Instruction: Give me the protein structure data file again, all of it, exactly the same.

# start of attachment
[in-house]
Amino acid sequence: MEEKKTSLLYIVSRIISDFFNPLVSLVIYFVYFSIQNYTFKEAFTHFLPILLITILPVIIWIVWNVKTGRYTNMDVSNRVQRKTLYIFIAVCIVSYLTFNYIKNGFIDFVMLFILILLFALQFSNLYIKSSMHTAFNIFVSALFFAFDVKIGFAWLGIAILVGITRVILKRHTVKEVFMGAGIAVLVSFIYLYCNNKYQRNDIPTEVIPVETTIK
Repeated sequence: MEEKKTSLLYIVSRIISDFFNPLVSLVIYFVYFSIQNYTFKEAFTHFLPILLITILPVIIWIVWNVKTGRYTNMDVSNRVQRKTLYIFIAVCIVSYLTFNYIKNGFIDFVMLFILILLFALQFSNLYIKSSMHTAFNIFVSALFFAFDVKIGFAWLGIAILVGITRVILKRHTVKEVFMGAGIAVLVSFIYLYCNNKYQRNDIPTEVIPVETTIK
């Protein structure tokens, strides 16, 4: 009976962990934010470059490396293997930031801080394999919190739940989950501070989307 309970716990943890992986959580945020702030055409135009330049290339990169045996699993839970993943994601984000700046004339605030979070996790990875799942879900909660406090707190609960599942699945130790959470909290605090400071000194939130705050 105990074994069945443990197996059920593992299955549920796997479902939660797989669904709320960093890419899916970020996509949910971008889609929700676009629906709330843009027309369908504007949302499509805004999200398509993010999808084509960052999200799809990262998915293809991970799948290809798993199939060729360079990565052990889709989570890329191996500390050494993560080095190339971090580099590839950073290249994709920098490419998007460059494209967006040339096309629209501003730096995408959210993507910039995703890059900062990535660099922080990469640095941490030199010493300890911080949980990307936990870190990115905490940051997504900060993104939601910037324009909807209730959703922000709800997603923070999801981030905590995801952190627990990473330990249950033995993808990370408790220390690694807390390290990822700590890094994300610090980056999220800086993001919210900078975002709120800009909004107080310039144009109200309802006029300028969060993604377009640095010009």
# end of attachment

[in-house]
Amino acid sequence: MEEKKTSLLYIVSRIISDFFNPLVSLVIYFVYFSIQNYTFKEAFTHFLPILLITILPVIIWIVWNVKTGRYTNMDVSNRVQRKTLYIFIAVCIVSYLTFNYIKNGFIDFVMLFILILLFALQFSNLYIKSSMHTAFNIFVSALFFAFDVKIGFAWLGIAILVGITRVILKRHTVKEVFMGAGIAVLVSFIYLYCNNKYQRNDIPTEVIPVETTIK
Repeated sequence: MEEKKTSLLYIVSRIISDFFNPLVSLVIYFVYFSIQNYTFKEAFTHFLPILLITILPVIIWIVWNVKTGRYTNMDVSNRVQRKTLYIFIAVCIVSYLTFNYIKNGFIDFVMLFILILLFALQFSNLYIKSSMHTAFNIFVSALFFAFDVKIGFAWLGIAILVGITRVILKRHTVKEVFMGAGIAVLVSFIYLYCNNKYQRNDIPTEVIPVETTIK
């Protein structure tokens, strides 16, 4: 009976962990934010470059490396293997930031801080394999919190739940989950501070989307 309970716990943890992986959580945020702030055409135009330049290339990169045996699993839970993943994601984000700046004339605030979070996790990875799942879900909660406090707190609960599942699945130790959470909290605090400071000194939130705050 105990074994069945443990197996059920593992299955549920796997479902939660797989669904709320960093890419899916970020996509949910971008889609929700676009629906709330843009027309369908504007949302499509805004999200398509993010999808084509960052999200799809990262998915293809991970799948290809798993199939060729360079990565052990889709989570890329191996500390050494993560080095190339971090580099590839950073290249994709920098490419998007460059494209967006040339096309629209501003730096995408959210993507910039995703890059900062990535660099922080990469640095941490030199010493300890911080949980990307936990870190990115905490940051997504900060993104939601910037324009909807209730959703922000709800997603923070999801981030905590995801952190627990990473330990249950033995993808990370408790220390690694807390390290990822700590890094994300610090980056999220800086993001919210900078975002709120800009909004107080310039144009109200309802006029300028969060993604377009640095010009």